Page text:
DanceAfrica, the nation’s largest African dance festival, returns to BAM for the 38th year with its traditional Memorial Day weekend extravaganza of dance, music, film, and community events from May 22 – 25.
Brazil’s foremost folk dance company Balé Folclórico da Bahia leads this year’s program with the theme Brazilian rhythms. African roots. DanceAfrica 2015 also pays tribute to its beloved founder Charles “Chuck” Davis, who steps down as artistic director after this year’s festival.
About half of the 200 million Brazilians can trace some part of their ancestry to Africa. Balé Folclórico da Bahia reflects that heritage. The 32-member ensemble of dancers, musicians, and singers performs repertory based on Bahian (a northern state) folkloric dances of African origin and includes slave dances, capoeira (a form of martial arts), samba, and those that celebrate Carnival. The company is known for its high-energy dance which often rouses the audience to their feet and dance in the aisles. In addition, Bambara Drum and Dance Ensemble from the Bronx and Brooklyn’s BAM/Restoration DanceAfrica Ensemble return to the festival this year.
This is the last year that DanceAfrica will be led by its founding artistic director Chuck Davis. Starting in 1977 with his own company and an “African Village” in the BAM Lepercq Space, Davis directed the festival continuously for almost four decades and nurtured it to become BAM’s longest-running and one of its most popular programs, with indoor and outdoor performances, a bazaar, films, visual arts, educational events, and community components.
More than 80 companies from the Ivory Coast, Congo, Kenya, Zimbabwe, Zaire, Benin, Uganda, Ghana, Cuba, Haiti, Jamaica, Peru, Zambia, Madagascar, Brazil, and all across the U.S. have participated in the festival over the years, demonstrating the wide range of African and African diasporan dances. “After 38 years, I’m happily moving aside to allow for fresh new ideas from my ‘Danceson’ Brother Abdel Salaam,” said Davis.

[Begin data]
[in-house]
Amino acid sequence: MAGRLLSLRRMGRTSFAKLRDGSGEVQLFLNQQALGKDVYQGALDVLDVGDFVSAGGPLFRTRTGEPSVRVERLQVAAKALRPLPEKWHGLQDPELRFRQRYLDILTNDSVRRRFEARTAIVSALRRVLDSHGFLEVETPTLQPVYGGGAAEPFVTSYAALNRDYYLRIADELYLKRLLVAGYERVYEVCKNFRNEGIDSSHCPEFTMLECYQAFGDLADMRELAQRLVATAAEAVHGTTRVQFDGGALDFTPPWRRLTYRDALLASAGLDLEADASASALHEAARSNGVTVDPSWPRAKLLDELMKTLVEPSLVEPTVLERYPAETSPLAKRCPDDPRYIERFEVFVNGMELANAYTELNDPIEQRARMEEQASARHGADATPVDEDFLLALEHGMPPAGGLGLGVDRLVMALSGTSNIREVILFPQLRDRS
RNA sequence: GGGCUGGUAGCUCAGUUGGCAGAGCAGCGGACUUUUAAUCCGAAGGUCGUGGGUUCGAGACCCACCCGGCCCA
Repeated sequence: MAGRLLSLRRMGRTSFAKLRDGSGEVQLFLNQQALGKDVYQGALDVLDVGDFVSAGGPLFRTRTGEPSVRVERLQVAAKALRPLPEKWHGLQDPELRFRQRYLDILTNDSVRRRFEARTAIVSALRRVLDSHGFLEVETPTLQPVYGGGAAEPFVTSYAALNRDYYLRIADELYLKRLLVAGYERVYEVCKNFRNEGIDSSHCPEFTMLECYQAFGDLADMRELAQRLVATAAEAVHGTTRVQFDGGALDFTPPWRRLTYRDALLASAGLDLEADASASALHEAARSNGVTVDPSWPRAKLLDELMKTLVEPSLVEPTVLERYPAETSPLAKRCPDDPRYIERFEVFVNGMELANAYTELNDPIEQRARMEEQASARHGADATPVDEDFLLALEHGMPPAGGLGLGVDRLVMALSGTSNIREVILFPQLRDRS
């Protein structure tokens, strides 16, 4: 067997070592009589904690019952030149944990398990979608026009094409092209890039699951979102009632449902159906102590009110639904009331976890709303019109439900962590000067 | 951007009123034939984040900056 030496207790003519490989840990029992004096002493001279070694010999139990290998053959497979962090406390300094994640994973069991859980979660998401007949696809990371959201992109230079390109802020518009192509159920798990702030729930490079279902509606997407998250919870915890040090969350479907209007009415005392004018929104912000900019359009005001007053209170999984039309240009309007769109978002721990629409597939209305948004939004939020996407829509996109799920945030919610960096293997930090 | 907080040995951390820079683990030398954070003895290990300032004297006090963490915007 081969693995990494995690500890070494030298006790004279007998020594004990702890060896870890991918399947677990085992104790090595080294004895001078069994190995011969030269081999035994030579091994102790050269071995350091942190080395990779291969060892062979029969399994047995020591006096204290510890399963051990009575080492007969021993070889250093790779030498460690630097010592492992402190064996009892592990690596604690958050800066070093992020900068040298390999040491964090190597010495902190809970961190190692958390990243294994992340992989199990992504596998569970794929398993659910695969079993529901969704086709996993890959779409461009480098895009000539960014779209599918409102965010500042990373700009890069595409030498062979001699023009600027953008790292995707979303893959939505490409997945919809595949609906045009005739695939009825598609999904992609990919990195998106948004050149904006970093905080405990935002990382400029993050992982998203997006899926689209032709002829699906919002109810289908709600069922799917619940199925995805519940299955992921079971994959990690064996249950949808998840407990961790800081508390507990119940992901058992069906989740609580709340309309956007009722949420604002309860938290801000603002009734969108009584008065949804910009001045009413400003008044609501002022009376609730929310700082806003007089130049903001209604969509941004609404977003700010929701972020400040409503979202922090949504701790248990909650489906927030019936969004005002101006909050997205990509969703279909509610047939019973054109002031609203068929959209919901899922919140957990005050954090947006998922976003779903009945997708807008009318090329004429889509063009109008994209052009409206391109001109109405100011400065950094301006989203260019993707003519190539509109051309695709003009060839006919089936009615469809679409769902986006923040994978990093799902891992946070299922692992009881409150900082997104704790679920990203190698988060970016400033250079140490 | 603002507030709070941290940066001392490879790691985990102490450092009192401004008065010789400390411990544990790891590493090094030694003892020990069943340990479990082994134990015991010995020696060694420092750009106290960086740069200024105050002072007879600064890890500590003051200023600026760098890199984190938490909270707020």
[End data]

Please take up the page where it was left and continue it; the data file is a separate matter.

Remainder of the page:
Abdel R. Salaam assumes the title of artistic director for DanceAfrica 2016. Davis will continue to be involved as artistic director emeritus. The DanceAfrica community pays tribute to its beloved “Baba Chuck” at the performance on May 25.
On Saturday, May 16, the students from Bedford-Stuyvesant Restoration will also present a special tribute to Davis, who singlehandedly shaped their African dance program. The tribute will be held at Bedford-Stuyvesant Restoration Plaza (1368 Fulton St., Brooklyn) at 1:00 p.m.
A Tribute to the Ancestors ceremony will be held at 10:00 a.m. on May 16 at the Weeksville Heritage Center (1698 Bergen St., Brooklyn). This traditional ceremony, which includes dancing and music by participating artists, is an integral part of DanceAfrica that honors elders who have passed on. The event is free and open to the public.
The Memorial Day weekend celebration also includes the popular DanceAfrica outdoor Bazaar which hosts more than 150 vendors selling crafts, food, and fashion; FilmAfrica, a BAMcinématek film series at BAM Rose Cinemas; master classes for families and adults; and a Late Night Dance Party at BAMcafé.
The 2015 recipients of the Samuel H. Scripps BAM Scholarship for post-secondary education will be presented with their awards on the BAM Howard Gilman Opera House stage. Inspired by the spirit of DanceAfrica, BAM Trustee Richard Feldman launched the Samuel H. Scripps BAM Scholarship Fund in 2008, in memory of former BAM Trustee and arts patron Samuel Scripps.
The scholarship exclusively benefits students who have participated in BAM’s arts education programs, including the DanceAfrica Education initiative.